Heilig-Kreuz-Münster (Schwäbisch Gmünd)

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Nave from the southwest (from 1330)
View of the minster from the east
View of the west facade
Baroque roof turret
Foundation stone of the choir on the north portal
Crane used for construction in the roof structure of the cathedral

The Heilig-Kreuz-Münster (from 1761 to 1803 collegiate and collegiate church of Our Lady ; colloquially called Gmünder Münster ) in Schwäbisch Gmünd is a Gothic church building with a hall choir built from around 1320 as a parish church . In terms of art history, the cathedral is significant as the original work of the Parler family and as the first large hall church in southern Germany. The nave was completed around 1341. After the towers collapsed, the completion of the entire hall church took until 1521.

The patronage moved from the start between Our Lady and Holy Cross . In 1926, Bishop Paul Wilhelm von Keppler elevated the Gmünder Münster, as it was called colloquially - as is customary in southern Germany - because of its size since its construction, to the Münster to the Holy Cross. With this step the patronage was established on the Holy Cross . As a result of the renaming, the surrounding church square was also renamed Münsterplatz .

Today the minster is the parish church of the Catholic Heilig-Kreuz-Münster parish and its location parish, the Italian parish of San Giovanni Bosco and the main church of the pastoral care unit Schwäbisch Gmünd-Mitte.

Building history


  • around 1325–1341: nave
  • 1351–1410: choir
  • 1491–1504: Vaulting of the choir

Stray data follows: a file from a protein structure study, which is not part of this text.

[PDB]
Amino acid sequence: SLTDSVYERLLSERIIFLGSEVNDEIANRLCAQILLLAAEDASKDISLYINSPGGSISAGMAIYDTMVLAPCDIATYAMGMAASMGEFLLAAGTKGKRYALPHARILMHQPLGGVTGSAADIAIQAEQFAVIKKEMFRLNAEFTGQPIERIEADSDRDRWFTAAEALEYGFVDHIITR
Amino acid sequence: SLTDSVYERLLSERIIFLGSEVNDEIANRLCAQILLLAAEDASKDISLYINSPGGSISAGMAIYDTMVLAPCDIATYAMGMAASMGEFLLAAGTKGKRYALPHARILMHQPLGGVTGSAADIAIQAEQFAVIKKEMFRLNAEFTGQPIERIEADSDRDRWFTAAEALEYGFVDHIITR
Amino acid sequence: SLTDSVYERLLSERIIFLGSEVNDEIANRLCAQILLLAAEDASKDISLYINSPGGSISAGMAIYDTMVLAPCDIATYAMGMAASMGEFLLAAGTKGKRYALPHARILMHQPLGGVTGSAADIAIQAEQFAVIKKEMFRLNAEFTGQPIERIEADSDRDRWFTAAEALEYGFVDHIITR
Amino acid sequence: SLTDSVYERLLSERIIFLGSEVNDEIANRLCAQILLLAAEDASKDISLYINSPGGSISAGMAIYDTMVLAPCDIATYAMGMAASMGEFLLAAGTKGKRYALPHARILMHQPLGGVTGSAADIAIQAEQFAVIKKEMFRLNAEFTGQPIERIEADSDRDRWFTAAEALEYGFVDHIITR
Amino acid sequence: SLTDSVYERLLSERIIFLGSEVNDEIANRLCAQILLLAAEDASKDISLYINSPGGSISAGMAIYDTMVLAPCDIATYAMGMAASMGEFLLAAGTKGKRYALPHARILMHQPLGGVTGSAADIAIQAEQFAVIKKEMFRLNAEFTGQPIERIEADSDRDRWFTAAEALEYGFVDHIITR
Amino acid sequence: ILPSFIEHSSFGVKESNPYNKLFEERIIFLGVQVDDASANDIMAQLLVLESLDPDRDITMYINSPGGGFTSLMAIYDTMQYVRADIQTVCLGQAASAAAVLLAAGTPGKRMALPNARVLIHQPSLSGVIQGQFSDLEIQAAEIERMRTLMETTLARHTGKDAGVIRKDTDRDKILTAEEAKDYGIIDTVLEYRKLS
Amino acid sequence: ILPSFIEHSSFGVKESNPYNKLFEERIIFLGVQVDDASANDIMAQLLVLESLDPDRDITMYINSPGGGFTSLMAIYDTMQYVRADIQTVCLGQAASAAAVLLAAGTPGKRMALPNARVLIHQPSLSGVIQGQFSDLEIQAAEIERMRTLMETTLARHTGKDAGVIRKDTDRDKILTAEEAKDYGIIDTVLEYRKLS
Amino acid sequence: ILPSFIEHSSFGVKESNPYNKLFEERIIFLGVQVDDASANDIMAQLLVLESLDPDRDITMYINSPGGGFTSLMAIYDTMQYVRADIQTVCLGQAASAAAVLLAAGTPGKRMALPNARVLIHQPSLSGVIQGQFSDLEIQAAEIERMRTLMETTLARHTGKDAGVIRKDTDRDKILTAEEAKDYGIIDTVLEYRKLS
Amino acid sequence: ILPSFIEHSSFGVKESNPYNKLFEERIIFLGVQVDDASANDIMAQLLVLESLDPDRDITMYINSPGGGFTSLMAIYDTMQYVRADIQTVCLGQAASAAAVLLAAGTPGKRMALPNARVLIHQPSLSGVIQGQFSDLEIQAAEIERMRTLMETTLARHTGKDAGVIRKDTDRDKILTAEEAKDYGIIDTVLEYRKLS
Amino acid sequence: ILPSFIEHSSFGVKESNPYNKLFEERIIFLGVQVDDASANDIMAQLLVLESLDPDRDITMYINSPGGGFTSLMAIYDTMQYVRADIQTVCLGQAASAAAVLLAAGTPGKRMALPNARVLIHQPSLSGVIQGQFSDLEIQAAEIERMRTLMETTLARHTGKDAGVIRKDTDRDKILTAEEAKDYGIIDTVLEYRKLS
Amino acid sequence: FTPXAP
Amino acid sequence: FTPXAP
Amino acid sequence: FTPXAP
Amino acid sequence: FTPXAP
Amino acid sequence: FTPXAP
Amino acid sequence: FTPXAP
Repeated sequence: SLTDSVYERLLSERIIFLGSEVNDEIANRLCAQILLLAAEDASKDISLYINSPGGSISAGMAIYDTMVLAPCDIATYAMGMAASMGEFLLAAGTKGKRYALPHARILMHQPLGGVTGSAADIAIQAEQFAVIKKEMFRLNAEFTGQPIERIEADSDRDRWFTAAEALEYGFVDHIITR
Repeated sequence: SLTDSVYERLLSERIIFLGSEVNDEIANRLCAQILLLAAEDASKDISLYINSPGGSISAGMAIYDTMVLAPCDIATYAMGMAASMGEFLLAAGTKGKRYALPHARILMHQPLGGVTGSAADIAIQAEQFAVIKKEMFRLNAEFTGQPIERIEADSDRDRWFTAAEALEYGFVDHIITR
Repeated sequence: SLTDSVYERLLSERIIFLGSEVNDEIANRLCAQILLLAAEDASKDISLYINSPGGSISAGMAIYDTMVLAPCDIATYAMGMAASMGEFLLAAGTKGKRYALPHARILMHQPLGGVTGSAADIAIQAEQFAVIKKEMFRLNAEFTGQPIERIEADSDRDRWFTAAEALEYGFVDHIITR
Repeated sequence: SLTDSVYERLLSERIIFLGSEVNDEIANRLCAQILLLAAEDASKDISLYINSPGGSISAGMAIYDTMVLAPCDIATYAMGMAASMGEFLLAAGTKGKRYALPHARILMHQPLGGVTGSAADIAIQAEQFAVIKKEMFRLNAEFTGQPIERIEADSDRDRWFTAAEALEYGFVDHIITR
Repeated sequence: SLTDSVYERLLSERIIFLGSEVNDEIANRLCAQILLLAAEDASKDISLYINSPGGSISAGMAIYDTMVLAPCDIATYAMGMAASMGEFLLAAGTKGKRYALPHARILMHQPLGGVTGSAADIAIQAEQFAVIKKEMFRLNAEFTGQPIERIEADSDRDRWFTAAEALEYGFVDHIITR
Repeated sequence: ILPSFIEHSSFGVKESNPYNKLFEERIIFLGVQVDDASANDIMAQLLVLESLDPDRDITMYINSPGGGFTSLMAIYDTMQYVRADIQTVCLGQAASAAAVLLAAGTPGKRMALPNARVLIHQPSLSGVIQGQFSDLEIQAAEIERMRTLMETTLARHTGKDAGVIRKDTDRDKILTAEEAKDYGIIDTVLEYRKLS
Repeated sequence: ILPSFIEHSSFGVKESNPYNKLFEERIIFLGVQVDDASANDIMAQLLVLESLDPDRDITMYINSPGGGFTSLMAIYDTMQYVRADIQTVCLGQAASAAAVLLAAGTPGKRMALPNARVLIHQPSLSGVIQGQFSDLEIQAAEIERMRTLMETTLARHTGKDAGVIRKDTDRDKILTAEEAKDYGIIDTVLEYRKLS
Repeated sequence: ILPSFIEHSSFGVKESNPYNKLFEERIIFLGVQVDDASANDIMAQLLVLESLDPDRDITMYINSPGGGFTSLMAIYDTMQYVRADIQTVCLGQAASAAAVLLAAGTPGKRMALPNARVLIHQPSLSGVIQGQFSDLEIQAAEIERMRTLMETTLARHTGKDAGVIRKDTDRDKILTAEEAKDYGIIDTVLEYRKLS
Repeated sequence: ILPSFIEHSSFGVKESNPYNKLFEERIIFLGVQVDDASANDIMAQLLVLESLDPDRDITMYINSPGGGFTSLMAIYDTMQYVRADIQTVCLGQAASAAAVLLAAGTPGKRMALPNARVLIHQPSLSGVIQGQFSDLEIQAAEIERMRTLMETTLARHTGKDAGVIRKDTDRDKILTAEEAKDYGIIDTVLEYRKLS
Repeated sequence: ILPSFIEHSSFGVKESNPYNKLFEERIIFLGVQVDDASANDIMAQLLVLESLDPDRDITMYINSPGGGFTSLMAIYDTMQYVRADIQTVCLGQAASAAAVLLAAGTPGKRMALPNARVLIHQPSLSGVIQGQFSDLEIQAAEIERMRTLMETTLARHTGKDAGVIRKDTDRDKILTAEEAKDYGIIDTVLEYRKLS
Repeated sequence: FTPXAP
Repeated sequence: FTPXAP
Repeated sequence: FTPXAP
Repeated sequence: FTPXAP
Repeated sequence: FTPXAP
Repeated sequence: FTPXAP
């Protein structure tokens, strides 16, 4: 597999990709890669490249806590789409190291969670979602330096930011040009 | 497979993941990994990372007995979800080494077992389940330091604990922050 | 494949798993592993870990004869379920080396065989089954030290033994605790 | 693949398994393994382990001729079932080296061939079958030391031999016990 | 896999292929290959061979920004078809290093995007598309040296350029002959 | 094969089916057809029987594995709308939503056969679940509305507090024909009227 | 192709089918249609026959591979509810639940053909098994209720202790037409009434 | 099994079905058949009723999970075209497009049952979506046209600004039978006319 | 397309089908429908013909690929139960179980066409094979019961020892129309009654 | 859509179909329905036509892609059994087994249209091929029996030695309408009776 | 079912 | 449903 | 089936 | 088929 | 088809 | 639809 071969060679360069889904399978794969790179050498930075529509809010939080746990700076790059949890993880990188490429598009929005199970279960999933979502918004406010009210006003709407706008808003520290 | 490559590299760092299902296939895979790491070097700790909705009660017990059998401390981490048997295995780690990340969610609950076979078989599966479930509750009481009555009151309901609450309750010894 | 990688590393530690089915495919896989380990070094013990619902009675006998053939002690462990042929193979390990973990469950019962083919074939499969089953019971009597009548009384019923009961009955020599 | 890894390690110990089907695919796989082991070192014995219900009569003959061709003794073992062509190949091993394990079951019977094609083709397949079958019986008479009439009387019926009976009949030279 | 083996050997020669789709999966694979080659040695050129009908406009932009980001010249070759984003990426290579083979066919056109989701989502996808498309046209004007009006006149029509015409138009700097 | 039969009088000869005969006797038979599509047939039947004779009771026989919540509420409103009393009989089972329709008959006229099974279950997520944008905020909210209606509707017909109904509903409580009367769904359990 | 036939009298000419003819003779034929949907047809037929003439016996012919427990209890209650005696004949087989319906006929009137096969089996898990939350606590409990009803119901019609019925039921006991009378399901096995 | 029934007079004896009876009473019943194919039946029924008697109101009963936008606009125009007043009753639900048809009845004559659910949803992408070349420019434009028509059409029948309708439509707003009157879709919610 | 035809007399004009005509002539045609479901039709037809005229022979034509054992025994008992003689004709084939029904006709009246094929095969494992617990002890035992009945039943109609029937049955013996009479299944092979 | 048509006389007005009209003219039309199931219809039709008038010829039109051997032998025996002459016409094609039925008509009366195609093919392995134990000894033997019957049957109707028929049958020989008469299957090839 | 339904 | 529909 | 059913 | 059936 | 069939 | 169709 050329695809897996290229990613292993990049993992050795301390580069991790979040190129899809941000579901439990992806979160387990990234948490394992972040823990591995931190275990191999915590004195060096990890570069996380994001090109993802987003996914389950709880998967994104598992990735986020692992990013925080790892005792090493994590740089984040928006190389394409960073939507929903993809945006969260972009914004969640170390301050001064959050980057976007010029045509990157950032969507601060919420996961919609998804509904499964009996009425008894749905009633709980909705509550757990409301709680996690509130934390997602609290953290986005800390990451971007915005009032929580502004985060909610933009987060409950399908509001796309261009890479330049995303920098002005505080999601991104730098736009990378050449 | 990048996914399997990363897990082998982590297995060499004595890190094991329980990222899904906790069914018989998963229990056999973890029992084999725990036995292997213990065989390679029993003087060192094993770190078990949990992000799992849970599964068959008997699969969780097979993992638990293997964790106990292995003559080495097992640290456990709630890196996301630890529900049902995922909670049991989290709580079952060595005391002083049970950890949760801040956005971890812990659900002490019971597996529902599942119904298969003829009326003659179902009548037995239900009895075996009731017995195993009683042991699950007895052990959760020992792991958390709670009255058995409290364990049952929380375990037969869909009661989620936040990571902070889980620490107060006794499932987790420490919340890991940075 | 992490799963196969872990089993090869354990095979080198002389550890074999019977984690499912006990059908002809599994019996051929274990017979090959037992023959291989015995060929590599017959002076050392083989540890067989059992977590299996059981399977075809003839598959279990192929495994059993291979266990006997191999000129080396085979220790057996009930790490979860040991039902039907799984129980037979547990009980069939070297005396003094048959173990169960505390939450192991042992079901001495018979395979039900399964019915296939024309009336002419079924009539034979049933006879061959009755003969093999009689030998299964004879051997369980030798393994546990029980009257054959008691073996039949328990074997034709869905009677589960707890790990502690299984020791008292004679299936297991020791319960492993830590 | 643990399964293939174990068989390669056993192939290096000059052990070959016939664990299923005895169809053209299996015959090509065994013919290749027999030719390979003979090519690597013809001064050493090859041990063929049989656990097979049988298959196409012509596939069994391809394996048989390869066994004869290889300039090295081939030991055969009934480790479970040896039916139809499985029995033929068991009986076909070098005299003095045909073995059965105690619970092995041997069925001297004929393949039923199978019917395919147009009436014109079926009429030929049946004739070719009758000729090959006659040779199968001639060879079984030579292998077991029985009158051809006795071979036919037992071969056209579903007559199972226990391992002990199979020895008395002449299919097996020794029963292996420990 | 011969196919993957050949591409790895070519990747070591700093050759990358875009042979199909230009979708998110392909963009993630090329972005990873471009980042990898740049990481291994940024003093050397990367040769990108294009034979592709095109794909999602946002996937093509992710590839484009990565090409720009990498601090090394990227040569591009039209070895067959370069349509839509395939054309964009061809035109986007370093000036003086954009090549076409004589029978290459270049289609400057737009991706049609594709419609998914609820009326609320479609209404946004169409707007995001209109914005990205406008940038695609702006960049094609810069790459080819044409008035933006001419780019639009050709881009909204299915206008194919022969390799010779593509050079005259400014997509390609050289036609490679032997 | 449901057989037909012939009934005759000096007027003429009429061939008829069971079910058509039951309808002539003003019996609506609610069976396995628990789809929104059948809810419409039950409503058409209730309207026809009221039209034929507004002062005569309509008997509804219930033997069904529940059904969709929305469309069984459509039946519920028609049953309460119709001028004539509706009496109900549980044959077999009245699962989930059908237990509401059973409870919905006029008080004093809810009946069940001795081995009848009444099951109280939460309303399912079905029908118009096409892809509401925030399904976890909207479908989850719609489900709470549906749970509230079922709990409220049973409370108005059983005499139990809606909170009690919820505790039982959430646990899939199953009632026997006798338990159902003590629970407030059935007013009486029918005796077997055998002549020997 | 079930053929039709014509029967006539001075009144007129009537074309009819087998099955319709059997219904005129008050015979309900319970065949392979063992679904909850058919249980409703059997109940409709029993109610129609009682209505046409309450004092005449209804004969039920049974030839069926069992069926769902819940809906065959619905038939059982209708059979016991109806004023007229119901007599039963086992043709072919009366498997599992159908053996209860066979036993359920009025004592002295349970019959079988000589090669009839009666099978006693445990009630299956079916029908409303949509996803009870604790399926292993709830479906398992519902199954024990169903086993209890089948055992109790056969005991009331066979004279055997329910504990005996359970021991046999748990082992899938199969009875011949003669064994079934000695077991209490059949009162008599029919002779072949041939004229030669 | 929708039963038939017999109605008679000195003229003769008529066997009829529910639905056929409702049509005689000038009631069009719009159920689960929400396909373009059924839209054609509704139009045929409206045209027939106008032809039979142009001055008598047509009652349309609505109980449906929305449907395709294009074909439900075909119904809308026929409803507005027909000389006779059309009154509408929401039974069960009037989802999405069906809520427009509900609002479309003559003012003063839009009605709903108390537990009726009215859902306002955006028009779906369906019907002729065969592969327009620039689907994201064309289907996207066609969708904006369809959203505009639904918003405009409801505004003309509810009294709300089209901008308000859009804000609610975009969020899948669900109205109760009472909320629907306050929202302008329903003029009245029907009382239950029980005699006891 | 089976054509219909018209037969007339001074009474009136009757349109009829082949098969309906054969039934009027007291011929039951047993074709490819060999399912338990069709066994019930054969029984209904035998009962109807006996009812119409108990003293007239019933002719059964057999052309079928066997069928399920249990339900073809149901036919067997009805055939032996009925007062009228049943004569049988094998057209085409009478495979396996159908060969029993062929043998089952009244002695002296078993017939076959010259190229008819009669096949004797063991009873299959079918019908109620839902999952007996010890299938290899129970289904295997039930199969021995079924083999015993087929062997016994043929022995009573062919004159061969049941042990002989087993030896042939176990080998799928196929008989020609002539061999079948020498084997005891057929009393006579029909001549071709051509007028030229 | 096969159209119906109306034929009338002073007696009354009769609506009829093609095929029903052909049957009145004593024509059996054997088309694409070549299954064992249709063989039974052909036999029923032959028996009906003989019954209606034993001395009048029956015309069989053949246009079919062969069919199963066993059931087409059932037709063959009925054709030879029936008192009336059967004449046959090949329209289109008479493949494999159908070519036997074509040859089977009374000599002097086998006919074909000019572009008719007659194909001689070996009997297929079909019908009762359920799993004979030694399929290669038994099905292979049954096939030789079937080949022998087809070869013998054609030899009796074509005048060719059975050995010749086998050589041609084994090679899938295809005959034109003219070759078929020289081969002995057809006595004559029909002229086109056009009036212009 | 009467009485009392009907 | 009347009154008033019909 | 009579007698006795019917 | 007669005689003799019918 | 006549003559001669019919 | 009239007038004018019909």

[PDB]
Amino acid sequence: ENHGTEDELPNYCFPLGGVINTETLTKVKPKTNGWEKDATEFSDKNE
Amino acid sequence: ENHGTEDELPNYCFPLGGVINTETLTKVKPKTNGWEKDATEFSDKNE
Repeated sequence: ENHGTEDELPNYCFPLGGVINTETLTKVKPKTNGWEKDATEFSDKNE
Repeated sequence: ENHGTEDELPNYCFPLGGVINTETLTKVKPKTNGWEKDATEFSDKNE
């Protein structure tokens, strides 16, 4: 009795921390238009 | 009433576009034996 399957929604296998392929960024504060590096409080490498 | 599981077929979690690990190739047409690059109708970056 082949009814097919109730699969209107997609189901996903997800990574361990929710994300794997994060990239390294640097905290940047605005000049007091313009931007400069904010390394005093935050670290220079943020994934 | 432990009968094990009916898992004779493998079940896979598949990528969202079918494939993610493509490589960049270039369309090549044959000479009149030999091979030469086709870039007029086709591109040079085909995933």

• 1497: Collapse of the Romanesque choir-flank towers of the previous building, which are not replaced.
  • 1504–1521: Vault of the nave
  • 1552: Renaissance - gallery in the nave west yoke
  • 1769: Baroque roof turret

14.-15. Century: start of construction and construction of the nave

The minster is not the first church to be built at this point. It was built 200 years older, most likely three-aisled, Romanesque basilica , probably corresponding in size and arrangement to the Gmünder Johanniskirche . According to estimates by the State Monuments Office, it was erected there in the third quarter of the 12th century. The towers, which were taken over for the new building until their collapse in 1497, were only added to the previous building around 1210.

The start of construction of the nave is controversial in the literature and ranges from 1310 to 1330, with the more recent literature from around 1320 to 1330. The construction was initially started under an unknown master builder, who is said to have already worked on other structures, such as the Strasbourg Cathedral or the Cathedral in Salem . The completion of the nave can be dated to 1341. The construction of the hall choir began about ten years later and is documented by the foundation stone on the north portal of the choir with 1351; its completion is dated to 1381 by wood samples. The Parler family of builders was primarily involved in this construction phase . While it is unclear when Peter Parler (presumably from Cologne) settled in Schwäbisch Gmünd, it is now assumed that this was shortly after construction began, probably between 1331 and 1333. Heinrich Parler's construction method is from the second yoke of the nave to recognize. After Heinrich Parler's death before 1372, Johann Parler took over the building. The period between 1381 and the year of consecration in 1410 was most likely only used for the interior work, the building itself already existed. At that time the cathedral had a wooden ceiling. The masks modeled by the Parlerwerkstatt on the console stones with the flowing plastic transitions of the volumes and depressions are permeated by an inner dynamic of the mass, as are the masks, which are built on the strong contrast of the tense volumes and the empty space.